Processing a Kodachrome 64 film as we all know is a very unique process (K-14). The production of this film stopped in 2010 but why stop at color processing when we can do it in black and white?
Last July, I found a nice camera on a flea market in Munich. It was a Revue 35CC (it’s the same with the Chinon Bellami) and I opened the back but closed it again quickly as I noticed that there was still film inside. I had just enough time to see that it was a Kodachrome 64!
My first reaction was “wow!” I love discovering old cameras with films still inside. It gives so much mystery to the camera and the photos that they contain.
So I was pretty excited about the idea to have some Kodachrome inside the camera. But then I asked myself how I could get some pictures out of the film. I looked around on the internet and found various tips about how Kodachrome can be processed and whether it can still be done with B&W chemicals.
Well, I found out it’s not the same thing with the legendary magic color processing of Kodachrome slides but I guess it’s ok if I can get some good B&W pictures out of the roll.
I absolutely don’t know when or where this Kodachrome roll was shot or who the past owner was. I gave the process a try but didn’t expect much from it. Though I had a secret hope that it would work out just fine.
Here’s how I did it:
- I pre-washed the film in 20°C water for 2 minutes. The water came turned very yellow after.
- Then, I processed it in D76 chemical (stock solution, 20°C) for 11 minutes. Agitated the solution during the first minute, and then with 30 second intervals. I threw the chemicals away since I didn’t hope to use them again.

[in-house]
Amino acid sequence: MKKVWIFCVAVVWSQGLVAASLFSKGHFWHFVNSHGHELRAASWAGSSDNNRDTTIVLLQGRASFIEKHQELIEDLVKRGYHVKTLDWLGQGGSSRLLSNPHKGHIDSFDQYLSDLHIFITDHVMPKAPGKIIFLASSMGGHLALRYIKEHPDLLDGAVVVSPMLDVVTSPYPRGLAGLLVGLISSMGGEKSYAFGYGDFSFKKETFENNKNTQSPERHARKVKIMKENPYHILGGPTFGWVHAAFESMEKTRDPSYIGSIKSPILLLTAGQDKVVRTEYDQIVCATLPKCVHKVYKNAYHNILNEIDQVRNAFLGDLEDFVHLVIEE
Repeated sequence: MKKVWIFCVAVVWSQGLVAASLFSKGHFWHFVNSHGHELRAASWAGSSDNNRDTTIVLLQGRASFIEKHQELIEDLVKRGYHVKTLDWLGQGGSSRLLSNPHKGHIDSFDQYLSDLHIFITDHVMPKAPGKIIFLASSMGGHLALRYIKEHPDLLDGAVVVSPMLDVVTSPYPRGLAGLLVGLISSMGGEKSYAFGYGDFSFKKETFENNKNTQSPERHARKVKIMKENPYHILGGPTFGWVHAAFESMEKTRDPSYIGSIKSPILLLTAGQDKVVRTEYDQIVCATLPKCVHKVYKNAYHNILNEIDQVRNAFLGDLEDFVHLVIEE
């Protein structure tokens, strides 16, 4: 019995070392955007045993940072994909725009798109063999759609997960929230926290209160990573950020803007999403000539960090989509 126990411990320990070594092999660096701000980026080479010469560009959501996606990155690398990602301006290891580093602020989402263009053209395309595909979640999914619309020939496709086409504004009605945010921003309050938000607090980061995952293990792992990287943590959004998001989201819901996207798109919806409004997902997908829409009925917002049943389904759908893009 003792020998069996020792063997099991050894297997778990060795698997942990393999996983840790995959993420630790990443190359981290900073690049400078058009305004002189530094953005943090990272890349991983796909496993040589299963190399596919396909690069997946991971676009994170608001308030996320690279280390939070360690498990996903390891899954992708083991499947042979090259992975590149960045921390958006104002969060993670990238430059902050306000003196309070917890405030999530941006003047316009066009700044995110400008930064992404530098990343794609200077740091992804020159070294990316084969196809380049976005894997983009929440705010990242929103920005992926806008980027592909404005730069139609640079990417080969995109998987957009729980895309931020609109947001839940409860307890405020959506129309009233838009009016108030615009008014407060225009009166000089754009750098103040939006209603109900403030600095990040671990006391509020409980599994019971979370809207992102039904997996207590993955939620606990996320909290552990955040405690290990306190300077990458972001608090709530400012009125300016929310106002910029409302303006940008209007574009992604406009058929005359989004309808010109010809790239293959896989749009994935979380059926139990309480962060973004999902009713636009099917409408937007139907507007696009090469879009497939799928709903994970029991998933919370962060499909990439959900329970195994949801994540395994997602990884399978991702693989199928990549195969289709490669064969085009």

- Then I poured in the fixer (Tetenal Superfix, 20°C) and let it stay in the developing tank for 10 minutes, agitating the solution steadily for the first minute and then with one minute intervals. I also threw away the fixer.
- Finally, I rinsed it with water for 10 minutes. For the last minute, I put in some drops of dishwashing liquid.
So it was ready. Well, I thought it was.In fact the roll was totally black after then I remembered that the film has a kind of special black layer that must be removed. I removed the black substance by sliding the film between my fingers in the bathtub and with the gloves on as it can get a bit messy. I did that several times and did it under running water. After a few minutes the film looked clean enough and some pictures started to appear.
I’ll need to improve the final technique as I saw that there were still some black marks on some of the photographs.
Amazingly, I got some great pictures out of it! A big part of the film was burned resulting from repeated opening of the back of the camera. I also think other people did the same thing before me and advanced the film to see if the camera still worked. I managed to get a total of 9 pictures from the whole roll.
The pictures are about boats and the sea. Must have been good memories for the person who owned the camera. Enjoy the photographs!
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